Bell is interviewed about the experiment here. He even has his own website to document the journey: YearWithoutGod.com. Unfortunately, I think Bell’s journey is misguided.
First, it seems obvious that raising doubts and questions about one’s Christianity is not the same thing as actually trying on and living out the beliefs of an entirely antithetical worldview. It’s like having struggles in my marriage, and rather than go to counseling, I decide to “try on” bachelorhood for a year. “Honey, for the next 12 months I will live as if there is no marriage here. I will not talk to you, I will not go out on dates with you, refer to you as the cause of home-cooked meals or clean laundry or hope that you might intervene in any of my affairs.” Guess where that journey ends? In divorce. Similarly, does anyone think Bell’s experiment will have any other ending but God expelled from his life?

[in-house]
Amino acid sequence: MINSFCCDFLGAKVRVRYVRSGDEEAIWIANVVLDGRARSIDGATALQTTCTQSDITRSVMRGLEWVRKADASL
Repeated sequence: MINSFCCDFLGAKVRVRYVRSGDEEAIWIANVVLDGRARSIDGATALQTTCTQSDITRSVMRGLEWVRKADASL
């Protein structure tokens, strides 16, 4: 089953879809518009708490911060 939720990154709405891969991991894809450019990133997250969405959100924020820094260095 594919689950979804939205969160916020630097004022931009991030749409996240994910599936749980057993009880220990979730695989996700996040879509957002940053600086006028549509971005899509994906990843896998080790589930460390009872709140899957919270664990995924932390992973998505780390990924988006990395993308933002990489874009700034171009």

Our approach to doubt should be one of openness, but also of caution. We should create safe spaces for people to get their doubts out on the table and grapple with them. However, we must not doubt God lightly or haphazardly. Doubt can lead you into deeper waters of trust in God, but doubt can also drown all remnants of faith too. And if Christianity is true, the consequences are eternal. Therefore, when it comes to our views about fundamental reality, our questions should cause us to think them out and reflect deeply before we start living out an entirely different worldview. Thankfully, God has equipped us with a rational mind to do just that.